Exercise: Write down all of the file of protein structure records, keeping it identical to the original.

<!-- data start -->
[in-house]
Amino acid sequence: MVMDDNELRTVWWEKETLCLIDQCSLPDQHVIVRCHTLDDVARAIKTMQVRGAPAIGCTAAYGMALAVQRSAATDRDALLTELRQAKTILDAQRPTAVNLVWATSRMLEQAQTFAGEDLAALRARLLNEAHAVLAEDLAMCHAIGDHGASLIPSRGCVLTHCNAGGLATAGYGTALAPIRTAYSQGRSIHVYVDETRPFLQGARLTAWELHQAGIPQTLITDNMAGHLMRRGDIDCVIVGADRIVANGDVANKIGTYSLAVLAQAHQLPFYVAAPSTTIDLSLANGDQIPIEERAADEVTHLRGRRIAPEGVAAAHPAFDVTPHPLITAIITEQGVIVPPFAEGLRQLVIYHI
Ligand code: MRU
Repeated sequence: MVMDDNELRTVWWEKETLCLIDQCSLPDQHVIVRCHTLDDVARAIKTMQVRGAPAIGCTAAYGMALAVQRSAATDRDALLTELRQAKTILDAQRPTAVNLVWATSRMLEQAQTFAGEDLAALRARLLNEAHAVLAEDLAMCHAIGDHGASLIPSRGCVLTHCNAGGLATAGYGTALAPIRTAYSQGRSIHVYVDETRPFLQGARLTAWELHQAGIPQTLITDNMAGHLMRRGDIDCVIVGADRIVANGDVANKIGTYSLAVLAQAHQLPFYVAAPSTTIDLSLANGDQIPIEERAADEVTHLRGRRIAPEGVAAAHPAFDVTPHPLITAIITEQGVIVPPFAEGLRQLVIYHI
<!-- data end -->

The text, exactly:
[in-house]
Amino acid sequence: MVMDDNELRTVWWEKETLCLIDQCSLPDQHVIVRCHTLDDVARAIKTMQVRGAPAIGCTAAYGMALAVQRSAATDRDALLTELRQAKTILDAQRPTAVNLVWATSRMLEQAQTFAGEDLAALRARLLNEAHAVLAEDLAMCHAIGDHGASLIPSRGCVLTHCNAGGLATAGYGTALAPIRTAYSQGRSIHVYVDETRPFLQGARLTAWELHQAGIPQTLITDNMAGHLMRRGDIDCVIVGADRIVANGDVANKIGTYSLAVLAQAHQLPFYVAAPSTTIDLSLANGDQIPIEERAADEVTHLRGRRIAPEGVAAAHPAFDVTPHPLITAIITEQGVIVPPFAEGLRQLVIYHI
Ligand code: MRU
Repeated sequence: MVMDDNELRTVWWEKETLCLIDQCSLPDQHVIVRCHTLDDVARAIKTMQVRGAPAIGCTAAYGMALAVQRSAATDRDALLTELRQAKTILDAQRPTAVNLVWATSRMLEQAQTFAGEDLAALRARLLNEAHAVLAEDLAMCHAIGDHGASLIPSRGCVLTHCNAGGLATAGYGTALAPIRTAYSQGRSIHVYVDETRPFLQGARLTAWELHQAGIPQTLITDNMAGHLMRRGDIDCVIVGADRIVANGDVANKIGTYSLAVLAQAHQLPFYVAAPSTTIDLSLANGDQIPIEERAADEVTHLRGRRIAPEGVAAAHPAFDVTPHPLITAIITEQGVIVPPFAEGLRQLVIYHI